- The International Olympic Committee says organizers have done all they can to ensure a safe games as the coronavirus pandemic rages on.
- The delayed 2020 games have been plagued by Covid-19, as well as various scandals and quirks, ranging from resignations following sexist remarks, to a bear being spotted near a stadium being used for matches.
- Professor Kirsten Holmes, who focuses on events and tourism at Curtin University, said it would be "very difficult" for the organizers to cancel the games.
The Tokyo Olympics are set to officially begin after a one-year delay, and the International Olympic Committee says organizers have done all they can to ensure a safe games as the coronavirus pandemic rages on.
"Everything that … can be done, everything that was recommended by all these experts — some of them here with us to deliver these games — we have done," said Christophe Dubi, the IOC's Olympic Games executive director.
He was responding to criticism that the organization was using "cheap measures" and had not listened to advice. Dubi told CNBC's "Capital Connection" on Friday that the IOC received help from many experts around the world and "diligently followed up" on all the measures that were recommended.
"I think we're doing just the right thing, and we do not consider at all that it is cheap," he said.
Challenges at the Olympics
Besides Covid-19, the delayed 2020 Games have also been hounded by scandals and quirks, ranging from resignations following sexist remarks, to a bear roaming near a softball stadium.
Reuters reported that 11 athletes have tested positive for the coronavirus since July 2, while Olympic-related infections, including officials and media, stand at 106.
World Health Organization Director-General Tedros Adhanom Ghebreyesus on Wednesday told organizers that they have done their best, and said the goal is not to have zero Covid cases during the games.
"The mark of success is making sure that any cases are identified, isolated, traced and cared for as quickly as possible, and onward transmission is interrupted," Tedros said.
Dubi of the IOC said that's what the organizers have done over the past few days, and will continue to do.
Looking to the future, including the 2022 Winter Olympic Games in Beijing, he said the IOC has learned how to create safe conditions, but that the situation is "very fluid" and will keep evolving.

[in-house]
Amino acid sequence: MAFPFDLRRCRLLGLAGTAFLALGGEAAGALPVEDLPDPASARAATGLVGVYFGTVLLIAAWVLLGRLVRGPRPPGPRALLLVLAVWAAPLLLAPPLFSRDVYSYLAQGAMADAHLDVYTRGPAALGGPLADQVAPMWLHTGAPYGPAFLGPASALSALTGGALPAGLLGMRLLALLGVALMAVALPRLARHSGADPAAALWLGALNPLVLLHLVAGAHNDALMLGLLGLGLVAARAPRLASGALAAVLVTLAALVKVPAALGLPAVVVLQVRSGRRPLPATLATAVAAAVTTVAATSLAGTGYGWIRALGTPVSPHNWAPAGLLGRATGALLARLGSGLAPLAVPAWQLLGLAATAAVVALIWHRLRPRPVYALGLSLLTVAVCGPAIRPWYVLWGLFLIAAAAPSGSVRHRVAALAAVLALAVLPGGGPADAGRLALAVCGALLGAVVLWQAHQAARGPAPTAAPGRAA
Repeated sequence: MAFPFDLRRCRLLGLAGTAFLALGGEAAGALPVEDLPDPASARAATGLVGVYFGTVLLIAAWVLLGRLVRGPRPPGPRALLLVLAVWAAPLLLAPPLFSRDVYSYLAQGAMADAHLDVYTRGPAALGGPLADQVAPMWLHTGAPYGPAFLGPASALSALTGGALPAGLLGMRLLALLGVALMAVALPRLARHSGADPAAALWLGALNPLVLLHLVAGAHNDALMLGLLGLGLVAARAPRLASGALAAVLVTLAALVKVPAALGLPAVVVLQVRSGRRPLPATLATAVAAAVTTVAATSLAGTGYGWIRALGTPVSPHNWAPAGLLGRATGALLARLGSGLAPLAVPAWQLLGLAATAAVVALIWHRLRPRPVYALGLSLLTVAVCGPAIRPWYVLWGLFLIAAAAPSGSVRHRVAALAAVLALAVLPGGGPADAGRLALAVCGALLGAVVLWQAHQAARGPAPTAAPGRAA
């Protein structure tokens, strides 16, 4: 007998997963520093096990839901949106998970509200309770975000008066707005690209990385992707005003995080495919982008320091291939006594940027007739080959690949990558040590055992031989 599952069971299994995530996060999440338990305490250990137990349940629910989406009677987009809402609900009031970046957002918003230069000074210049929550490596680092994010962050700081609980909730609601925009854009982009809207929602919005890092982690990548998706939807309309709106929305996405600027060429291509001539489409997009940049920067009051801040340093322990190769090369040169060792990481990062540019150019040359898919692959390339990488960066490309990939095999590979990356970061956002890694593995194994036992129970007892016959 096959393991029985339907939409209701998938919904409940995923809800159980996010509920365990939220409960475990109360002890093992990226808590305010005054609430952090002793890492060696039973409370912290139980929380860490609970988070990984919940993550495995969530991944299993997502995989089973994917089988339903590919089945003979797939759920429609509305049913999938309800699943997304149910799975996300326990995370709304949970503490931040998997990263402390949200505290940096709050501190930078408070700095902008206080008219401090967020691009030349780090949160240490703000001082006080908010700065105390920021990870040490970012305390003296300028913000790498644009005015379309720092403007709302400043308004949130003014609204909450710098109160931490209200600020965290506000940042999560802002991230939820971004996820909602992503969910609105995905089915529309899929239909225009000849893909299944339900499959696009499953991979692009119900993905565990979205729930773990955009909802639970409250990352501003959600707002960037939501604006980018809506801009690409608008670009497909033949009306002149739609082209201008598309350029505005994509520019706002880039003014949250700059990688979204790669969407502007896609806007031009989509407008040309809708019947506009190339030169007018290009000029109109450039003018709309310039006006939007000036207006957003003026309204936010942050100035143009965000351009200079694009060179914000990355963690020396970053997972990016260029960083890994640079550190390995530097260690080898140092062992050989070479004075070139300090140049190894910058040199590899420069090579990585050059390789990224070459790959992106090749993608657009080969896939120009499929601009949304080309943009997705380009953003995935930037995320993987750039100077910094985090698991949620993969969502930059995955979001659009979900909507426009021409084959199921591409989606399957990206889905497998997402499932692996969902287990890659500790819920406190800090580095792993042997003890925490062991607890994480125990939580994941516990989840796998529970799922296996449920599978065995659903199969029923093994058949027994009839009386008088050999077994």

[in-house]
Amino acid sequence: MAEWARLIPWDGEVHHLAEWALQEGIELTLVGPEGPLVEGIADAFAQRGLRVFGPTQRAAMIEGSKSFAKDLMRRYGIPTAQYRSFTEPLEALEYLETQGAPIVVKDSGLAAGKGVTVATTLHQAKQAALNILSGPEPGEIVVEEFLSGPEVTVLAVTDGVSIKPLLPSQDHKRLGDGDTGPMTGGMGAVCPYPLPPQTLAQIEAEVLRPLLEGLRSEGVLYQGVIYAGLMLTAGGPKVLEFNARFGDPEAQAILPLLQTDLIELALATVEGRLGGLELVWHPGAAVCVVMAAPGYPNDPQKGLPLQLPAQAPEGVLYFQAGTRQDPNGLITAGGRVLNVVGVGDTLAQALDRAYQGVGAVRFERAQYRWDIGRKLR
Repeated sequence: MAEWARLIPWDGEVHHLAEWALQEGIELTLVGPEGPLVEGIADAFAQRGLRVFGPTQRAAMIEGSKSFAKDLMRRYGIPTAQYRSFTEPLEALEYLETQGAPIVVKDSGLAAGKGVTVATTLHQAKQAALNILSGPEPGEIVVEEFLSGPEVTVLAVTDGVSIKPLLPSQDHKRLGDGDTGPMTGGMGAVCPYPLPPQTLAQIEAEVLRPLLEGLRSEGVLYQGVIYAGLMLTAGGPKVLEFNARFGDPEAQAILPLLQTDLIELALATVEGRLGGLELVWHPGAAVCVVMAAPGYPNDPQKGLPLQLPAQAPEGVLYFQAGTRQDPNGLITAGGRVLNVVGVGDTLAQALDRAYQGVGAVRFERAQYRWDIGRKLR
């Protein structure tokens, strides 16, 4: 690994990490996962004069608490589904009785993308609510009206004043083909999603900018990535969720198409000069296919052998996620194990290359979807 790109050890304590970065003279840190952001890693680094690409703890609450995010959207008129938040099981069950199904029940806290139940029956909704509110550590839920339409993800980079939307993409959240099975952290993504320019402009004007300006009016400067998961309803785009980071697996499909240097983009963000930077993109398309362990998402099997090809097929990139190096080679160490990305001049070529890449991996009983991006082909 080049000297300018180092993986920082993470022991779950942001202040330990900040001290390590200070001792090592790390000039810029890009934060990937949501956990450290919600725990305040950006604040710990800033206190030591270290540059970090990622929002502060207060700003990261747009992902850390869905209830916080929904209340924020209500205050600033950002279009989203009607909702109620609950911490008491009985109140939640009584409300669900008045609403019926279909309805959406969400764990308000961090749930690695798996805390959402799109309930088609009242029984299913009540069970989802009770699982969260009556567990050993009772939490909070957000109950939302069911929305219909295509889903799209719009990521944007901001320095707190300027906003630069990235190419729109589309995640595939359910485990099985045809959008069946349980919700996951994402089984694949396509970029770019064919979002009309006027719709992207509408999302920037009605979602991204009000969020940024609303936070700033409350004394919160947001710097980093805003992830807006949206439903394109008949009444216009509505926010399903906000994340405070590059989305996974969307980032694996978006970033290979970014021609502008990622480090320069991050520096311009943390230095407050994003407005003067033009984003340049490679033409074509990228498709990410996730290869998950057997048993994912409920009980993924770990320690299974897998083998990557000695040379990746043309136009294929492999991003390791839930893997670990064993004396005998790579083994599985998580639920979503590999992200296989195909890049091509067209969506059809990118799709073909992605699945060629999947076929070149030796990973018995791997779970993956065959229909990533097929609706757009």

"We have to be prepared for the worst and we have to plan for the worst," he said. He added that there are "no talks whatsoever" about a postponement.
The show must go on?
Earlier this week, Toshiro Muto, chief of the Tokyo Olympics organizing committee, did not rule out canceling the event if Covid-19 cases spike.
But Kirsten Holmes, a professor who focuses on events and tourism at Curtin University, said it would be "very difficult" for the organizers to cancel the games.
She said the Tokyo Games will be more logistically difficult than normal games, and there will need to be flexibility. "But I think it's very unlikely that … the whole games will be stopped," she said.
"We could see individual competitions within that postponed or perhaps canceled, if all of the competitors are unable to take part," she told CNBC's "Street Signs Asia" on Friday.
With no spectators or international visitors, Holmes said the games will be all about the athletes, some of whom may only have one chance to compete at this level.
"For the organizing committee, it's very difficult for them to not go ahead, and that's why … we will see the event proceed over the next couple of weeks and of course the Paralympic Games next month as well," she said.
Disclosure: CNBC parent NBCUniversal owns NBC Sports and NBC Olympics. NBC Olympics is the U.S. broadcast rights holder to all Summer and Winter Games through 2032.
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